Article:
2014 Giant Steps "Applejack Vineyard" Pinot Noir Yarra Valley Victoria

SKU #1275881 95 points James Halliday

 The relatively light color and perfumed bouquet are typical of this Upper Yarra vineyard, as is the understated elegance and finesse of the palate, spicy/savory red fruits and silky tannins in a back-up role. If 250 dozen had been made, not 245, it would have won the Jimmy Watson Trophy.  (9/2015)

92 points Vinous

 Vivid red. Vibrant, spice-accented red and dark berry scents pick up notes of succulent herbs and minerals with air. Juicy, focused and energetic on the palate, offering sappy black raspberry and cherry-cola flavors with hints of five-spice powder and mocha. Closes very long and spicy, with resonating red fruit character and silky, late-arriving tannins. (JR)  (3/2016)

90 points Wine Enthusiast

 To judge by the aromas - a complex herbal mélange containing hints of cabbage leaf, tea and acacia blossom - this includes a healthy proportion of stems. On the palate, the black cherry and plum fruit asserts itself, while the texture is crisp and silky, lingering through the finish. (JC)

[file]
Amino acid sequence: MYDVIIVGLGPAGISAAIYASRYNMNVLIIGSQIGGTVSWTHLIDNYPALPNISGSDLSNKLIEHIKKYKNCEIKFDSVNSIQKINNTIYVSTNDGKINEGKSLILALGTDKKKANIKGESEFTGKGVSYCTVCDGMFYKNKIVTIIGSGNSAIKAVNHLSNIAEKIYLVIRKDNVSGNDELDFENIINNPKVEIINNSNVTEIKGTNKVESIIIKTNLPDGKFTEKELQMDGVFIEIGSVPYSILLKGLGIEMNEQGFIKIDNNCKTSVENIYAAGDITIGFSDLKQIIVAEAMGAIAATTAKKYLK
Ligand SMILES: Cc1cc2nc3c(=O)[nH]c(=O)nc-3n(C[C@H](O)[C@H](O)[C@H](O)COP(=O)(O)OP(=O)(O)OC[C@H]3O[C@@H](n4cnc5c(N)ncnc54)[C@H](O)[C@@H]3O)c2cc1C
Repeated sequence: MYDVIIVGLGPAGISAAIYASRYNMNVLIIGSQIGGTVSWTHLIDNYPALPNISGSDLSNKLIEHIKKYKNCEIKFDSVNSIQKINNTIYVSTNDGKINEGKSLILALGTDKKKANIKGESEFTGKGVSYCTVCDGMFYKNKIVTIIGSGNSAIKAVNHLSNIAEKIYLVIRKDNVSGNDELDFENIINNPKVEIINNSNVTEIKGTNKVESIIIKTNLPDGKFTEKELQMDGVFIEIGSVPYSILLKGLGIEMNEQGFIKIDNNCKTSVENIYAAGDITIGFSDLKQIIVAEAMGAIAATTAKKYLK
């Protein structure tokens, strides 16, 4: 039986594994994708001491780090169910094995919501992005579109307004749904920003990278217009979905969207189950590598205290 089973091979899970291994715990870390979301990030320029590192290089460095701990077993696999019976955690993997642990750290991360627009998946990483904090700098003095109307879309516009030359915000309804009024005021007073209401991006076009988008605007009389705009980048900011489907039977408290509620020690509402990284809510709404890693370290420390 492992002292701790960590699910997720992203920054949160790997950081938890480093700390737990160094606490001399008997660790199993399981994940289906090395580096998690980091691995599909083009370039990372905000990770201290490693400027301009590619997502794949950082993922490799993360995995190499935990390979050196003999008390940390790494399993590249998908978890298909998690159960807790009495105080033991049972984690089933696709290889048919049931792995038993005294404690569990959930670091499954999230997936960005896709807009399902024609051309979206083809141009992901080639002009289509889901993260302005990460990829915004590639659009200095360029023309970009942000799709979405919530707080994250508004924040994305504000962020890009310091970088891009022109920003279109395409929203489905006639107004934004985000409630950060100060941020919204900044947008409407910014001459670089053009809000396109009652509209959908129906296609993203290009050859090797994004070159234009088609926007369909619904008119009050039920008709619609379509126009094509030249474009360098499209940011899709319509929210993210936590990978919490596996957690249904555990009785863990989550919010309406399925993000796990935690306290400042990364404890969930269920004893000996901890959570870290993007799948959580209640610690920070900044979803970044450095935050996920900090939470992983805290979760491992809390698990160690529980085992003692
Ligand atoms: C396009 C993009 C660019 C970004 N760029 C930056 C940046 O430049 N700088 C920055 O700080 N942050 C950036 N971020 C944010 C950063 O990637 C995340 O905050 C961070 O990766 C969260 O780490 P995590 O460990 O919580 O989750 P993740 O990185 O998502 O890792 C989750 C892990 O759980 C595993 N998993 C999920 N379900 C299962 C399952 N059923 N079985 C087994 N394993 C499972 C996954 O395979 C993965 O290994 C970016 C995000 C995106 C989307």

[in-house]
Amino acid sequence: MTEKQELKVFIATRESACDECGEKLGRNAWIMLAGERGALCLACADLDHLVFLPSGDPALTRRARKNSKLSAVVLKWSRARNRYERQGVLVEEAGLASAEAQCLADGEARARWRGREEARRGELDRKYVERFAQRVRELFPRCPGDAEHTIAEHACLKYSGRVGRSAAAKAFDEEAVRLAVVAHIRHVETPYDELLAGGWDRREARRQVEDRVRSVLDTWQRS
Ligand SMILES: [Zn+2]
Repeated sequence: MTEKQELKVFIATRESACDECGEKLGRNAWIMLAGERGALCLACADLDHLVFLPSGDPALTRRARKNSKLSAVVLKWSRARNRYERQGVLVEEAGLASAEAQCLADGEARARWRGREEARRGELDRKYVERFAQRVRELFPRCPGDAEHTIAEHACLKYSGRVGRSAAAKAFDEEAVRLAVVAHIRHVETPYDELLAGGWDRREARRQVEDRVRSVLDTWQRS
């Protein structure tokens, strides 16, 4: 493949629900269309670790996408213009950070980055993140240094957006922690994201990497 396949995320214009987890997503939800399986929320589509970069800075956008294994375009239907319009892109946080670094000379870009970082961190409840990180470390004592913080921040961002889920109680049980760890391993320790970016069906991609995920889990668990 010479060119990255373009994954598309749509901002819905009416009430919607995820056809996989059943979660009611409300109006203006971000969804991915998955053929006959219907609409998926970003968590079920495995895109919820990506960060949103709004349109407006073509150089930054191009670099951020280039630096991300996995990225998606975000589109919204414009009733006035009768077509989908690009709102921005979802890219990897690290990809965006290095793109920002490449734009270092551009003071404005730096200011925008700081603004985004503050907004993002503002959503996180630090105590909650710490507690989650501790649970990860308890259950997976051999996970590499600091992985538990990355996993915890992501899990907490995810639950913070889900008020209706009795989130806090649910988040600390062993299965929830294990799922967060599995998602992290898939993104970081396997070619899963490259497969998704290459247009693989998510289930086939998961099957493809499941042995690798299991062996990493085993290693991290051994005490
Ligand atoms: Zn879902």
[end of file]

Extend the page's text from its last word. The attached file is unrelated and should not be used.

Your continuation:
K&L Notes

Winemaker's Notes: "It has a good intensity of redcurrant and cranberry aromas plus whole bunch notes of Mediterranean herbs and moss, over subtle hints of beetroot and rhubarb. Medium bodied, it has great concentration in the mouth with plenty of ripe berry flavors. The ample tannins are soft and fleshy giving texture to a seamless flow. The finish is long and delicious and the wine will only improve over the next several years. Fruit was hand-picked and sorted then chilled overnight. 60% was kept as whole bunches. The remaining fruit was de-stemmed, but not crushed. A significant portion of the whole bunches were closed up in a vat and not manipulated in any way. The must was cold soaked for three days and then fermented with indigenous yeast for three weeks in oak vats and small open fermenters. Drain and returns and plunging was minimal. The fermented must was gravity transferred into an airbag press and pressed into tank. The wine was racked off gross lees to oak for indigenous malolactic fermentation. Unfiltered and bottled by gravity. Applejack Vineyard is 80 acres and was first planted in 2001. It is located on a dramatic east-facing slope, at an elevation of nearly 1,000 feet. The vines are close planted in red/brown clay loam soils and meticulously managed."